I am moved by Lady Percy 's expression of love. CLICK HERE - see if you agree.
Otherwise my novels, short stories, verse, family, music, memories, vulgar interests, detestations,
responses, apologies. I hold posts to 300 words* having found less is better than more.
I re-comment on comments and re-re-re-comment on re-re-comments.
* One exception: short stories.

Saturday, 7 April 2012

It's quite mysterious, really

What happens when you hear music? Different things.

FAMILIAR MUSIC. Conventional songs. Immediate and precise anticipation of rhythm and melody ● Identification with singer ● Lack of apprehension ● A sense of “friendship” ● Isolation from other stimuli ● A need to separate words (meaning) from words (sounds) ● Increased emotional sensitivity (sometimes to embarrassing levels) ● Pride in being able to recognise structure ● Being tempted to participate.

FAMILIAR MUSIC. Instrumental, orchestral. Recognition of rhythm, melody and structure can be source of relief ● Disappointment (often acute) when recognition fails ● Minor surprises when theme is carried (or echoed) by different instruments ● Occasional irritation when small phrases and figures prove predictable (eg, parts of cadenzas) ● Loss of self in fff passages ● Increasing sensitivity linked to crescendos and diminuendos ● A sense of apprehension as instrumental volume drops to very low levels ● Refined delight when instrumental “layers” are detected in orchestral tuttis ● Identification with conductor ● Pride at being part of the event.

NEW MUSIC Search – often frenzied - for known historical parallels ● Disproportionate relief when parallels are recognised ● Squaring the fact that keeping track of the immediate past and present (in order to grasp the structure) can leave listener melodically adrift ● Deciding between concentration or passive acceptance ● Shutting out intellectual processes regarding meaning, originality, plagiarism, etc ● Suppressing one’s sense of inferiority ● Withholding judgment en route.

NOVEL PLUS BACH I ease Blest Redeemer (50,779 words) along with performances from YouTube. Today I was comforted by 16 min 24 sec of Andras Schiff doing Bach’s GoldBerg Variations. Ordered the disc even though I have it by Glenn Gould. Different performances can in effect be different works


  1. Plato's Republic which in many ways anticipates the most puritain of tyrannies, "the Lydian and and Ionian harmonies are to be forbidden, the first because it expresses sorrow and second because it is relaxed. Only the Dorian (for courage) and the Phrygian (for temperance) are to be allowed" Permissable rhythms are to be simple and such as are expressive of a harmonious and courageous life." I quote from Bertrand Russell. No wonder Karl Popper targets Plato first in his book The Open Society and its Enemies.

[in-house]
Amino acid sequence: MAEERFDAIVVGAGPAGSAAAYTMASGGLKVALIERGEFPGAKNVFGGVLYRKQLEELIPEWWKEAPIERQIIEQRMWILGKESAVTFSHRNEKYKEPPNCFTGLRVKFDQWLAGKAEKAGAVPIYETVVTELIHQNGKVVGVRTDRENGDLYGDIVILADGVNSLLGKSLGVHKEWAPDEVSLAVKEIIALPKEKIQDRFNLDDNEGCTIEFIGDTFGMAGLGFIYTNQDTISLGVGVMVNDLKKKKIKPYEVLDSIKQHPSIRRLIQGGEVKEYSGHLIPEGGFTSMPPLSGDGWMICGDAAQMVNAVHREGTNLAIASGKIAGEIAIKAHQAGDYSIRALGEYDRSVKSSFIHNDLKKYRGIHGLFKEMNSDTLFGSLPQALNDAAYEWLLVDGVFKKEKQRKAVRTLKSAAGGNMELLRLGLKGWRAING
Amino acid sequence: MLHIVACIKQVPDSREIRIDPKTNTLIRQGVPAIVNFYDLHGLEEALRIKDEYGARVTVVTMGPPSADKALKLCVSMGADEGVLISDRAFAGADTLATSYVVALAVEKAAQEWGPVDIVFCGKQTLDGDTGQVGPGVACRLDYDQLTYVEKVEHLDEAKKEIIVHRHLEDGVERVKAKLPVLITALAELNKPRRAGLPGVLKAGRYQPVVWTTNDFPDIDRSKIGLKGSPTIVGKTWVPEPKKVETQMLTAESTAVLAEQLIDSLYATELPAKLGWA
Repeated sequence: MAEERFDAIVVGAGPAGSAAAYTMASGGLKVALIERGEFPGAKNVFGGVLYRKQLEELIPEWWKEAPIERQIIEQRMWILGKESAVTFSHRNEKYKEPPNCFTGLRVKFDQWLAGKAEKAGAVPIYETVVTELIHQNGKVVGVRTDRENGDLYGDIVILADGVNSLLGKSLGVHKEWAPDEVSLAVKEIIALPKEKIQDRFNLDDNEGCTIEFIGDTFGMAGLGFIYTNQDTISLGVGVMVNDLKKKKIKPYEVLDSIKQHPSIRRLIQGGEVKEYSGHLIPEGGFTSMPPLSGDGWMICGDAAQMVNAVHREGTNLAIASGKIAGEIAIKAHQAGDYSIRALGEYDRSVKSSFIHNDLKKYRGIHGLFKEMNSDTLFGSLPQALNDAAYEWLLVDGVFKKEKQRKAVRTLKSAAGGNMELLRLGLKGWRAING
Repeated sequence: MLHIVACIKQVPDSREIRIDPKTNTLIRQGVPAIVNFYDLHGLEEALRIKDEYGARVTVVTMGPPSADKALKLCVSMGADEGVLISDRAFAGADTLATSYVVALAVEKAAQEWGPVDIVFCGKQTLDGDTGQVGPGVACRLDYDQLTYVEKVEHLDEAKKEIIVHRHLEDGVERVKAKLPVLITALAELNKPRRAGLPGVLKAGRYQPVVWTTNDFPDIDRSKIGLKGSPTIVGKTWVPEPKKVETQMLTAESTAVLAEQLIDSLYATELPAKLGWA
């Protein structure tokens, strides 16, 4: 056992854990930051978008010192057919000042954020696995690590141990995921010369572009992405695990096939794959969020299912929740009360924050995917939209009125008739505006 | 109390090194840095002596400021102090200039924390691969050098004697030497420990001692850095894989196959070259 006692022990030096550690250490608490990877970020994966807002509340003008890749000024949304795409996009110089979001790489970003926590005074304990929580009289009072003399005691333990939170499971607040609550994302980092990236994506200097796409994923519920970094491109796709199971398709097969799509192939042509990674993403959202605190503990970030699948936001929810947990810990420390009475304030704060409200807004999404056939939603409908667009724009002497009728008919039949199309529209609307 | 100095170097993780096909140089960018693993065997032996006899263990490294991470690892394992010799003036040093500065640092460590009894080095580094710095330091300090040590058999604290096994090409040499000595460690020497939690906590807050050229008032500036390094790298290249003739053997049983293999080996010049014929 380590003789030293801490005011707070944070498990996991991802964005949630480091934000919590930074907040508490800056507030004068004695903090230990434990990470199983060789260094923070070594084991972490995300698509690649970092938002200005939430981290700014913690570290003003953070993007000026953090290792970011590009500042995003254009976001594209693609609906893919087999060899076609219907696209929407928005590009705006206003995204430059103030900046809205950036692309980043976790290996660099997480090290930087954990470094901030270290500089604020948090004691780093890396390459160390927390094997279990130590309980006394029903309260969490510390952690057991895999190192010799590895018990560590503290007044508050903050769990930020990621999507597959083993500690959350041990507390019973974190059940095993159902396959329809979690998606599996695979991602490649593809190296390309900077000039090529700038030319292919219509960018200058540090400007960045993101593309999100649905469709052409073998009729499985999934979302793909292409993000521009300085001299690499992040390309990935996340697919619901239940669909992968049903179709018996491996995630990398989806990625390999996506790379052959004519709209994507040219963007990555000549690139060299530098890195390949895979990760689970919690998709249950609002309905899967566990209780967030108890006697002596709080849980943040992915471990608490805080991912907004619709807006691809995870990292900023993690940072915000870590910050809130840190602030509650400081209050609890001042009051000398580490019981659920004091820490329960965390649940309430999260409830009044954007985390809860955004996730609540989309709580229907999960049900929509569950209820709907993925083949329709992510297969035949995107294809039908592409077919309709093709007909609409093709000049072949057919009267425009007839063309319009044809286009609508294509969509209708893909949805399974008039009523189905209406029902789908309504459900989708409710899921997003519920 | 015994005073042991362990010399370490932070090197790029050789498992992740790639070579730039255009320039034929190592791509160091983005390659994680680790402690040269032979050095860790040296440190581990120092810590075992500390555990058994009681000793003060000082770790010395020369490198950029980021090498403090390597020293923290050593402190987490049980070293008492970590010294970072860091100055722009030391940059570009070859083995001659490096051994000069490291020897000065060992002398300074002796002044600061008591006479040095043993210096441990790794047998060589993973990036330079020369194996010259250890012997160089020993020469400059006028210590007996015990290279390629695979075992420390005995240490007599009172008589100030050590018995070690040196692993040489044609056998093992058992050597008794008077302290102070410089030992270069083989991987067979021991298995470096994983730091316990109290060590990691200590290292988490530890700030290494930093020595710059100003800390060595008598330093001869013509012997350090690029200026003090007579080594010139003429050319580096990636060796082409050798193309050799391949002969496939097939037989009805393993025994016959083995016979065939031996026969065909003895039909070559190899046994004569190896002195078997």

2. I take it you were aware that these impressive words (my favourite: mixolydian) are attached to a set of tweaked scales called modes which go back in history yet are still used to give different colours to certain pieces of music. Leonard Bernstein's lectures on music took in modes and he sang examples. One of them (I forget which) is employed in the theme tune of a b&w TV series called Secret Agent: Secret a-a-gent man.

    The above post is a first stab at getting beyond the knee-jerk things said about music and its effects on human beings. I haven't tried to roll them up into a theory but I was surprised to discover (assuming I've diagnosed it properly) that listening to music can induce apprehension under certain circumstances. And a sense of relief when things go according to expectations. This nibbling round the edges points to reasons why music can be so powerful. Nor that it's necessary to concentrate on what one hears; hearing music in the background can have equally unexpected results.

  3. This goes to show that, regardless of attempts to train an individual musically - long if desultory andand largely fruitless in my case - there are musical people and simply non-musical ones. I like to think I enjoy listening to music, but recognise many of these responses only very hazily, if at all.

    In a way it's a comfort to know that feeling harried and guilty for not putting in enough effort in practising scales, arpeggios and clunkingly dull children's pieces, even if they were by Bartok, was pointless; it simply wouldn't have made any difference. It's like being colour blind, I suppose.

    I wonder what ancient Greek music would have sounded like?